The Future of Anti-Obesity Medications: Clinical Trials and Adherence Challenges

The prevalence of obesity has been steadily increasing worldwide, leading to a growing demand for effective anti-obesity medications.1 In recent years, clinical trials have focused on developing new drugs with better efficacy and safety profiles. Some of the most promising medications currently in clinical trials include semaglutide, tirzepatide, and setmelanotide which target various mechanisms involved in appetite regulation, glucose metabolism, and energy balance.2

However, one of the challenges in anti-obesity medication clinical trials is ensuring participant adherence to the medication regimen, especially when it comes to self-administration of subcutaneous (SC) injections commonly used to deliver these therapies.3 In this blog post, we will discuss the current trends in clinical trials for new anti-obesity medications and the adherence challenges posed by self-administration of SC injections.4

Current Trends in Anti-Obesity Medication Clinical Trials

Recent clinical trials have focused on developing new anti-obesity medications that can deliver better efficacy, safety, and convenience. In the OASIS 1 trial, Novo Nordisk found that once-daily oral semaglutide 50 mg resulted in superior and clinically meaningful weight loss of 15.1% compared with placebo when used alongside diet and physical activity in adults with overweight or obesity without Type 2 diabetes.5 “Having an oral formulation of semaglutide in addition to the subcutaneous, or injectable, formula available will allow people who struggle to lose weight with diet and physical activity alone to take this effective medication in a way that best suits them,” said Professor Filip K Knop MD, PhD, Gentofte Hospital, University of Copenhagen.6

In Eli Lilly’s recent phase 2 clinical trial of subcutaneous retatrutide lost more than 24% of their starting body weight within 48 weeks of treatment with the highest dose.7 In a second Eli Lilly trial in adults living with obesity and type 2 diabetes, once-weekly subcutaneous tirzepatide 10 mg and 15 mg provided substantial and clinically meaningful reduction in body weight, with a safety profile that was similar to other incretin-based therapies for weight management.8

Another sponsor of a promising early phase study in obesity is using AiCure medication adherence and electronic patient reported outcomes technology to guide and track administration of a biologic with SC injection. The study team is using AiCure Patient Connect, a mobile app used by participants for real time dosing instructions and leveraging computer vision to ensure and predict medication adherence. Learn more by downloading this case study.

Medication Adherence Challenges of Subcutaneous Injection

Although SC injections may be less tolerated than oral treatments, both their efficacy and safety profile seem superior.9 There are several challenges associated with using SC injections in anti-obesity medication clinical trials. These include:

  1. Injection site reactions: SC injections can cause injection site reactions, such as pain, swelling, and redness, which can be uncomfortable for participants and may affect compliance with the medication regimen.10

  2. Adherence to injection schedule: SC injections require participants to adhere to a specific injection schedule, which can be challenging for some individuals and may detract from the effectiveness of the medication.11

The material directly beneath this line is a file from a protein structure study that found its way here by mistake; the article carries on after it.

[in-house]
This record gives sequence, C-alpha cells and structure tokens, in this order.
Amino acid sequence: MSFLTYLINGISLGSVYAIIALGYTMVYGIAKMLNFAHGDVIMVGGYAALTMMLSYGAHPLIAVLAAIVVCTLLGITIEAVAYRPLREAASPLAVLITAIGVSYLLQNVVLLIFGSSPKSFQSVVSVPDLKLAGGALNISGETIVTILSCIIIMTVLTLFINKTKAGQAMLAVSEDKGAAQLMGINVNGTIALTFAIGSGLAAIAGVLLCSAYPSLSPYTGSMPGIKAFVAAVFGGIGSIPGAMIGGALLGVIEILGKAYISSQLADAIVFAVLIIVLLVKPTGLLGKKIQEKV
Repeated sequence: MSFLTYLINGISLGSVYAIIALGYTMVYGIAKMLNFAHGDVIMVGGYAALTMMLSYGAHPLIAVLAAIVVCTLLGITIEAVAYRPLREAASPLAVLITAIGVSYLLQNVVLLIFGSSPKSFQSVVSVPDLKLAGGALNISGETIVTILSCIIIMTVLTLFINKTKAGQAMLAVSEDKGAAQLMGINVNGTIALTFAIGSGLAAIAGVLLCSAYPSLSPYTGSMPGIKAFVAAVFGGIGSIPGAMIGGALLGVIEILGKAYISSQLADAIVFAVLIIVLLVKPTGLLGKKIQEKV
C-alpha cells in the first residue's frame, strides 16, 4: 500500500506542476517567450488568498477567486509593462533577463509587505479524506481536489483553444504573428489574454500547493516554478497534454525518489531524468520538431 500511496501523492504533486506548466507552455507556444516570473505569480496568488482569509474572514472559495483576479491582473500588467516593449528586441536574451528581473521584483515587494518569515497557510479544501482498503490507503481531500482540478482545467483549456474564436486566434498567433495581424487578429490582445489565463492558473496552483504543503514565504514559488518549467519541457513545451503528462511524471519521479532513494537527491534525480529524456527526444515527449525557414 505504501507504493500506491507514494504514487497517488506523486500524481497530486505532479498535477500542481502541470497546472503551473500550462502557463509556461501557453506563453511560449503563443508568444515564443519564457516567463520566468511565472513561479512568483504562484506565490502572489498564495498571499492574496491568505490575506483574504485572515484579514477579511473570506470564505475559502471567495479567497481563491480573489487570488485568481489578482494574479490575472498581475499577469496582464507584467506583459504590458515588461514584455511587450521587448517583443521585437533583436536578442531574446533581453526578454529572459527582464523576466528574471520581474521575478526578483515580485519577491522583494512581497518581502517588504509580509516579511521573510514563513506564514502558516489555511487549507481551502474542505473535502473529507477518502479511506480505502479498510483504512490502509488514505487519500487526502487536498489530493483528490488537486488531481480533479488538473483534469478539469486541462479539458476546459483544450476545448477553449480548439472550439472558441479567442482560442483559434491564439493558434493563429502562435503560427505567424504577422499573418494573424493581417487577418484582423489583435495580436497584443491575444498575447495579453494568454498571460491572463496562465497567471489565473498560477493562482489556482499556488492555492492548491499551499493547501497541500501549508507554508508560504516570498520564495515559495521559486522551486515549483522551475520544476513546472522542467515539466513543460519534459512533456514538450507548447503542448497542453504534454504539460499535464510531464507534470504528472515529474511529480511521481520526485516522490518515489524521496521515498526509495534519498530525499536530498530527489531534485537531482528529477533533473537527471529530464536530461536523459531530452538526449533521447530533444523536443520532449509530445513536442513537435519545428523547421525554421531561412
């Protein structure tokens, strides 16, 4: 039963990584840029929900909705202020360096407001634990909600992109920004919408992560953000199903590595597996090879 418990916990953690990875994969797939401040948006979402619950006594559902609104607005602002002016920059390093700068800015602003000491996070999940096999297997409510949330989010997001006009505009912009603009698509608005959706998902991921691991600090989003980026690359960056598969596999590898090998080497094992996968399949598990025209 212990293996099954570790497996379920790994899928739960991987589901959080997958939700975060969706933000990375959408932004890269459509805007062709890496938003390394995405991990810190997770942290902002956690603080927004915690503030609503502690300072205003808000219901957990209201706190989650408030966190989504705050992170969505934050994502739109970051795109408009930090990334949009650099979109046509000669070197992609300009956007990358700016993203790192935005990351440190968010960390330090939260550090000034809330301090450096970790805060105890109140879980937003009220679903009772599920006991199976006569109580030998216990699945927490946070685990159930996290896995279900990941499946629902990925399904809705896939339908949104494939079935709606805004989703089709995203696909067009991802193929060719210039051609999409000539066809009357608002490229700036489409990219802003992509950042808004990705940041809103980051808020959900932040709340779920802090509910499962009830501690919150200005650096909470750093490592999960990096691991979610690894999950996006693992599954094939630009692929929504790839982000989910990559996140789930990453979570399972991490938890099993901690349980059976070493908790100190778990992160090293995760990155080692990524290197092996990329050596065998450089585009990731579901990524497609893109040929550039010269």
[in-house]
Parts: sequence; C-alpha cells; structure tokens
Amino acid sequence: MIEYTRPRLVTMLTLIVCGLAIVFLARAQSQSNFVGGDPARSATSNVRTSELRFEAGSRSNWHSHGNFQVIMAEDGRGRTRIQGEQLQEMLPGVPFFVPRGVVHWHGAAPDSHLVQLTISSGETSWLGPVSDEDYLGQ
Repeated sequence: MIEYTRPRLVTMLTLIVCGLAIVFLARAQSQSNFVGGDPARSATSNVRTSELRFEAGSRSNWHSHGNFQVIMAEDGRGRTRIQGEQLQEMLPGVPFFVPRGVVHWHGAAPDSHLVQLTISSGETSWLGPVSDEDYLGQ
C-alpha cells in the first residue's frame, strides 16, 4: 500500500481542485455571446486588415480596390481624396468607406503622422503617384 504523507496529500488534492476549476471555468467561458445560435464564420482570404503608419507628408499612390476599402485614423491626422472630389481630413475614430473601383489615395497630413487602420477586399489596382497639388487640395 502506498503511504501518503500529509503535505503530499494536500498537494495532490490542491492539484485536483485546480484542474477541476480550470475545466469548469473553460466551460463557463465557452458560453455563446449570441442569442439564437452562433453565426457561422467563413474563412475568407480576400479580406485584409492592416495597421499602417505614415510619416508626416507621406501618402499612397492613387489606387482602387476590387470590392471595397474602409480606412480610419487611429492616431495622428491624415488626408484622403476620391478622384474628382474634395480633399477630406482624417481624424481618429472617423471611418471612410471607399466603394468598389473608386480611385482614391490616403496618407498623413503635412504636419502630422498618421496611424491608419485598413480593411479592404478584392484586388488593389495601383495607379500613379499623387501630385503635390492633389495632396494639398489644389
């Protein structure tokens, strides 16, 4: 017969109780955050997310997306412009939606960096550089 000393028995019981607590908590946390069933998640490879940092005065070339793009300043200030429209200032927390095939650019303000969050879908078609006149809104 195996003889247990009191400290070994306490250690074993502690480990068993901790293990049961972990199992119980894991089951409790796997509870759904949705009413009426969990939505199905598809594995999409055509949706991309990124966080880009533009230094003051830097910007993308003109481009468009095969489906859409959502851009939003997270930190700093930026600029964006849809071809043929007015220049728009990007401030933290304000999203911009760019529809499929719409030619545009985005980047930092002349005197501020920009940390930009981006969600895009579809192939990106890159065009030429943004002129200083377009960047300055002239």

3. Limited access to healthcare: SC injections may require healthcare professionals to administer the medication, which can be a challenge for individuals with limited access to healthcare or who live in remote areas.12

To address these challenges, researchers use various methods to monitor participant adherence during clinical trials, such as participant diaries, site visits, medication counts, and electronic monitoring.4 In the early phase study of obesity using AiCure, the sponsor introduced a hybrid trial design with on-site and remote visits to reduce participant and site burden.


As the field of anti-obesity medication clinical trials continues to evolve, researchers are developing new drugs with improved efficacy and safety profiles. However, ensuring participant adherence to the medication regimen, particularly with self-administration of SC injections, remains a challenge. By addressing these challenges and utilizing innovative technologies such as AiCure Patient Connect, researchers can improve the accuracy and reliability of clinical trial results and ultimately bring more effective anti-obesity medications to the market.

Learn more by reading the AiCure Patient Connect fact sheet.

1Pharmacologic Treatment of Overweight and Obesity in Adults - Endotext - NCBI Bookshelf
2Anti-obesity drug discovery: advances and challenges
4Content powered by Perplexity AI
5Late Breaking Weight Loss Innovations: New Drug Therapies Shown to Offer Positive Outcomes for Obesity and Type 2 Diabetes Management
7Triple–Hormone-Receptor Agonist Retatrutide for Obesity — A Phase 2 Trial | NEJM
8Tirzepatide once weekly for the treatment of obesity in people with type 2 diabetes (SURMOUNT-2): a double-blind, randomised, multicentre, placebo-controlled, phase 3 trial - The Lancet
9Novel anti-obesity therapies and their different effects | DMSO
10Subcutaneous Injection of Drugs: Literature Review of Factors Influencing Pain Sensation at the Injection Site - PMC
11Clinical review of subcutaneous semaglutide for obesity
12Payer Perspectives on Intravenous versus Subcutaneous Administration of Drugs